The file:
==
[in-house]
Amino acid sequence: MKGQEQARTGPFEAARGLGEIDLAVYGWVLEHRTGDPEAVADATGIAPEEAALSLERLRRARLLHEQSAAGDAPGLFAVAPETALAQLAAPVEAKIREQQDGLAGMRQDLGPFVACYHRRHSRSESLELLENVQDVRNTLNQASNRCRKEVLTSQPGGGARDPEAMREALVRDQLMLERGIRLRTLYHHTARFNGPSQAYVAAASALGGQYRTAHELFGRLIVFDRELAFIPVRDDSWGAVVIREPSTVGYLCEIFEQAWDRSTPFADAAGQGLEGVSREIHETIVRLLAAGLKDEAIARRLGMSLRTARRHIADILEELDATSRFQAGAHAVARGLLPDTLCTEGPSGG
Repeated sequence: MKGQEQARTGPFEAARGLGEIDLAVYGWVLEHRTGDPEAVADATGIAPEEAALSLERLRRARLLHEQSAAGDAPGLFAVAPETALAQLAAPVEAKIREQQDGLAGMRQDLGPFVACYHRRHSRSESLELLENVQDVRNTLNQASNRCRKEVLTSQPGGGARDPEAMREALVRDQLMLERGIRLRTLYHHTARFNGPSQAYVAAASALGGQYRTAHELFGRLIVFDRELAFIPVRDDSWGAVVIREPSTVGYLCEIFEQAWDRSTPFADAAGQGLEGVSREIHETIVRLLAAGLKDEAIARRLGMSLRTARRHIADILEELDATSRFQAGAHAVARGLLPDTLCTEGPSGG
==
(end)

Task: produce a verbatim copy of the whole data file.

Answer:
[in-house]
Amino acid sequence: MKGQEQARTGPFEAARGLGEIDLAVYGWVLEHRTGDPEAVADATGIAPEEAALSLERLRRARLLHEQSAAGDAPGLFAVAPETALAQLAAPVEAKIREQQDGLAGMRQDLGPFVACYHRRHSRSESLELLENVQDVRNTLNQASNRCRKEVLTSQPGGGARDPEAMREALVRDQLMLERGIRLRTLYHHTARFNGPSQAYVAAASALGGQYRTAHELFGRLIVFDRELAFIPVRDDSWGAVVIREPSTVGYLCEIFEQAWDRSTPFADAAGQGLEGVSREIHETIVRLLAAGLKDEAIARRLGMSLRTARRHIADILEELDATSRFQAGAHAVARGLLPDTLCTEGPSGG
Repeated sequence: MKGQEQARTGPFEAARGLGEIDLAVYGWVLEHRTGDPEAVADATGIAPEEAALSLERLRRARLLHEQSAAGDAPGLFAVAPETALAQLAAPVEAKIREQQDGLAGMRQDLGPFVACYHRRHSRSESLELLENVQDVRNTLNQASNRCRKEVLTSQPGGGARDPEAMREALVRDQLMLERGIRLRTLYHHTARFNGPSQAYVAAASALGGQYRTAHELFGRLIVFDRELAFIPVRDDSWGAVVIREPSTVGYLCEIFEQAWDRSTPFADAAGQGLEGVSREIHETIVRLLAAGLKDEAIARRLGMSLRTARRHIADILEELDATSRFQAGAHAVARGLLPDTLCTEGPSGG